Esthetics is one of patients' demands when seeking dental offices to change the angle, position and color of their teeth.1 One of the most common esthetic complaints involves changes in the color of teeth, in addition to disproportionate shape and misalignment. Tooth bleaching is indicated to improve the esthetics of the smile, and must be performed before restorative and rehabilitative procedures.2

The most frequently used bleaching agents are hydrogen peroxide and carbamide peroxide in various concentrations, and bleaching may be performed by means of two techniques: at-home or in-office bleaching.3 In procedures performed at the dentist's office, 35% hydrogen peroxide is usually used, and should be applied and supervised by duly qualified professionals.4 Both techniques are equally effective.5

Tooth bleaching promotes rupture of the pigmented molecules impregnated in the dental structures, making them smaller, with significant reduction in the tonalities of their color, so that the tooth becomes whiter.6 , 7 , 8 Bleaching may be redone after 14 months.8

Various studies have demonstrated that changes occur in the morphology, microhardness and permeability of bleached enamel.10 , 11 This is believed to occur due to the demineralizing potential of bleaching agents.11 Thus, some undesirable effects may be generated.

One of the undesirable effects reported by patients is tooth sensitivity which occurs due to an increase in enamel and dentin permeability by the bleaching agents.11 This allows penetration of fluids into the dentinal tubules, stimulating nerve fibers and consequently leading to sensitivity. This may be reverted by the use of desensitizing agents, with emphasis on the use of potassium nitrate, which reduces sensitivity by means of diminishing the ability of nerve fibers in dental pulp to transmit pain;12 and fluorides that obstruct dentinal tubules and, thereby, also promote the inhibition of pain.13 , 14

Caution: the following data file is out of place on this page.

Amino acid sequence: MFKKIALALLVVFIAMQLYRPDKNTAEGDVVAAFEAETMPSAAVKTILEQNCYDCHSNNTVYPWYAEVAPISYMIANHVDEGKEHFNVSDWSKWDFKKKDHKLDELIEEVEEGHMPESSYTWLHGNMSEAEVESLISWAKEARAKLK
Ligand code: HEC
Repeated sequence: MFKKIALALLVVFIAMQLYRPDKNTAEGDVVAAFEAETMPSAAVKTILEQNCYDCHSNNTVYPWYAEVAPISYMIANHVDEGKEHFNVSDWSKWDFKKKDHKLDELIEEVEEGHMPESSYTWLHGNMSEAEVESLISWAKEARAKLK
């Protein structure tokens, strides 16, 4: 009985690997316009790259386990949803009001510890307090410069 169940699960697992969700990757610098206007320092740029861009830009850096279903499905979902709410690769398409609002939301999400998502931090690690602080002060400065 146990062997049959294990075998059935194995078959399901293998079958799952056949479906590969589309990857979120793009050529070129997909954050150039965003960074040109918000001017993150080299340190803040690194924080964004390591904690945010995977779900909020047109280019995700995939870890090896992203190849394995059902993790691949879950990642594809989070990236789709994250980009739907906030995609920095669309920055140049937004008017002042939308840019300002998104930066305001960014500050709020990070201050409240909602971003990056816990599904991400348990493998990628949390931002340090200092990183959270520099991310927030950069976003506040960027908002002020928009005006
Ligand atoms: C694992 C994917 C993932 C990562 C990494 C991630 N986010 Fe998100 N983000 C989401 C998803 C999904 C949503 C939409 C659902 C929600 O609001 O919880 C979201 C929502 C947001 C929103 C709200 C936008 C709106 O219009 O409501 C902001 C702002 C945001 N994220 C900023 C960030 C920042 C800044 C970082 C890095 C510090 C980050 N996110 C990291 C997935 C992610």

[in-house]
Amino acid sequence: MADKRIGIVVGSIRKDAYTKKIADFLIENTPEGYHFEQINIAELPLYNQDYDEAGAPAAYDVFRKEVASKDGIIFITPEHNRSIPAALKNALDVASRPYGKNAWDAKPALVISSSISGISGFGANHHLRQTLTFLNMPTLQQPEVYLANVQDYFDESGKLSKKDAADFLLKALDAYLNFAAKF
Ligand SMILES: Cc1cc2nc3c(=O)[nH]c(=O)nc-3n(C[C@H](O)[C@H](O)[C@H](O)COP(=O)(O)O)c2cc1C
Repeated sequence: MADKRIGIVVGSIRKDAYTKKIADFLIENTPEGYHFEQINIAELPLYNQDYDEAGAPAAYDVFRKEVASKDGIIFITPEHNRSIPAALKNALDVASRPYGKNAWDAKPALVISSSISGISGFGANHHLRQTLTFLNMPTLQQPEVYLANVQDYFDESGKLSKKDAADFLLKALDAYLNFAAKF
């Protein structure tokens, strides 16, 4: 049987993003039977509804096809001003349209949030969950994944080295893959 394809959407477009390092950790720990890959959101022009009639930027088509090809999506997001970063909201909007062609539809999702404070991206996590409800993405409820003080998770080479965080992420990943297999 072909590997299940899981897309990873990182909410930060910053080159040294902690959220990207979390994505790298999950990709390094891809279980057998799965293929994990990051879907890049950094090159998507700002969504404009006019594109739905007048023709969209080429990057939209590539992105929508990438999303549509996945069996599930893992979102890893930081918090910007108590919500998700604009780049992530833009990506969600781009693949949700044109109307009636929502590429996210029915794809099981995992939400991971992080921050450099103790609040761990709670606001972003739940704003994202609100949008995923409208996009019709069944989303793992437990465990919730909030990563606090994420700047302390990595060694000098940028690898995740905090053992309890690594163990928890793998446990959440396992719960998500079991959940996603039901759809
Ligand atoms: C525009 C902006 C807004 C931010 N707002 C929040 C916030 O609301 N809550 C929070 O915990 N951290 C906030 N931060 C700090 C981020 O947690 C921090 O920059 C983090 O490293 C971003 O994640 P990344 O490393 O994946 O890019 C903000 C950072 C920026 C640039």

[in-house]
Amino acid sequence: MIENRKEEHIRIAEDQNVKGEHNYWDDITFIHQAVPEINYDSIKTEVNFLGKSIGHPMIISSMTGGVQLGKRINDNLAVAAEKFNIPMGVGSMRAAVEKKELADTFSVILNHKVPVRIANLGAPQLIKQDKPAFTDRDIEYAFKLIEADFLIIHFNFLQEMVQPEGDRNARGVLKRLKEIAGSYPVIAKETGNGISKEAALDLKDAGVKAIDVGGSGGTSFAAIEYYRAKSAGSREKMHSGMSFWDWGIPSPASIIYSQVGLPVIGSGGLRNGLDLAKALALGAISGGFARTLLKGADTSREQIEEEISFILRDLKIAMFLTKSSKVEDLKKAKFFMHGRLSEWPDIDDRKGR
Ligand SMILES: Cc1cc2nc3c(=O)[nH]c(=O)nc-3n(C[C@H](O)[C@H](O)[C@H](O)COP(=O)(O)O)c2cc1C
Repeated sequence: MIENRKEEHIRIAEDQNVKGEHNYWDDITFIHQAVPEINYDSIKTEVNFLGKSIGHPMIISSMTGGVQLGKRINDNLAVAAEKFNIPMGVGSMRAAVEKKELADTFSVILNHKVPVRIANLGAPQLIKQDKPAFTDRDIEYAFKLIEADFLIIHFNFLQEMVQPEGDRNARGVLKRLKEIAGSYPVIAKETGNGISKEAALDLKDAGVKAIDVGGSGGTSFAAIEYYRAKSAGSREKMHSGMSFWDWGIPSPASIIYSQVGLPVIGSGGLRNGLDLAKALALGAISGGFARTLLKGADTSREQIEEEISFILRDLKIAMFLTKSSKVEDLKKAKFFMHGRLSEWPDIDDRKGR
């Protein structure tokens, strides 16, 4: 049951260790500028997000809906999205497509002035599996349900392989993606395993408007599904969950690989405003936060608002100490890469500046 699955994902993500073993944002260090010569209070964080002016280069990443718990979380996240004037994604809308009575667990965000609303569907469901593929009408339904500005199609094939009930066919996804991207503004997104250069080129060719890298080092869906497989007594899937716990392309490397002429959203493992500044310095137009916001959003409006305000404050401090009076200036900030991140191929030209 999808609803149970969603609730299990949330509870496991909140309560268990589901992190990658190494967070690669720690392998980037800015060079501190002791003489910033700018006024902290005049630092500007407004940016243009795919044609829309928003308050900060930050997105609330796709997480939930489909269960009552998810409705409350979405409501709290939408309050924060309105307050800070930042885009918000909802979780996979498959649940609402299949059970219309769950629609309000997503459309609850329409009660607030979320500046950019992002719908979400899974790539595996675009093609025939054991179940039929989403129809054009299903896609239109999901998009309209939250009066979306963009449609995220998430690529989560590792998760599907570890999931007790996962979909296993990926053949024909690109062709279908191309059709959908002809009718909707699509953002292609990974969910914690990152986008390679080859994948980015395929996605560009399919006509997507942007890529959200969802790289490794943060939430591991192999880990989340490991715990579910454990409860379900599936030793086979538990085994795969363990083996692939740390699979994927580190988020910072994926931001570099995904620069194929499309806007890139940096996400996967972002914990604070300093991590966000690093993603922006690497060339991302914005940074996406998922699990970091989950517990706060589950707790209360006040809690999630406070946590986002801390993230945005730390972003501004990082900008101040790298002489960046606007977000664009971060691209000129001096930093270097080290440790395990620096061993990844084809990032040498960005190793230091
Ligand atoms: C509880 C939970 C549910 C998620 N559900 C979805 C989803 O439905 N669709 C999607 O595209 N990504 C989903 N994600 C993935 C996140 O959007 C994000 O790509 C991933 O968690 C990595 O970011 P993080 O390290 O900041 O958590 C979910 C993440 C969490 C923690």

Adding calcium to the composition of bleaching agents is another alternative to reduce the adverse effects caused by bleaching. The presence of calcium in the composition of bleaching agents probably contributes, directly and indirectly, to reduce sensitivity.15 The goal of this addition is to increase the saturation of gels with ions, thereby reducing mineral losses and increasing enamel resistance to demineralization caused by peroxides.16 Studies have evinced that the presence of calcium in 35% hydrogen peroxide-based bleaching agents increased microhardness of bleached enamel, thus resulting in remineralization of this substrate.17 Therefore, the addition of calcium and fluoride helps to control mineral loss in enamel submitted to different bleaching treatments.18

Studies have reported increase in resin bond strength to enamel submitted to bleaching.19 , 20 The application of bleaching agents may also cause surface porosities that change enamel permeability and interfere in bond strength in bracket bonding.21 There is some discrepancy in the results found in the literature with respect to the reduction in bond strength of brackets bonded to bleached teeth. However, changes caused by bleaching are undeniable, making it necessary to wait for a period of at least seven days in order to perform orthodontic bracket bonding more safely.22

Patients who need orthodontic treatment and choose esthetic brackets give much importance to the smile. Some of them have stained teeth and request that bleaching treatment be performed prior to orthodontic treatment. This is because they do not want to remain with stained teeth throughout all orthodontic treatment, which can last more than three years. Therefore, it is important to assess the influence of bleaching treatment associated with desensitizing agents on the bond strength of brackets to enamel.

Therefore, the aim of this study was to assess the influence of bleaching agents, with and without calcium, and desensitizing agents on the bond strength of ceramic brackets bonded to bovine enamel, in addition to assessing the adhesive remnant index (ARI) after the bond strength test.


This study began after being approved by UNIARARAS Institutional Review Board under protocol #560/2011.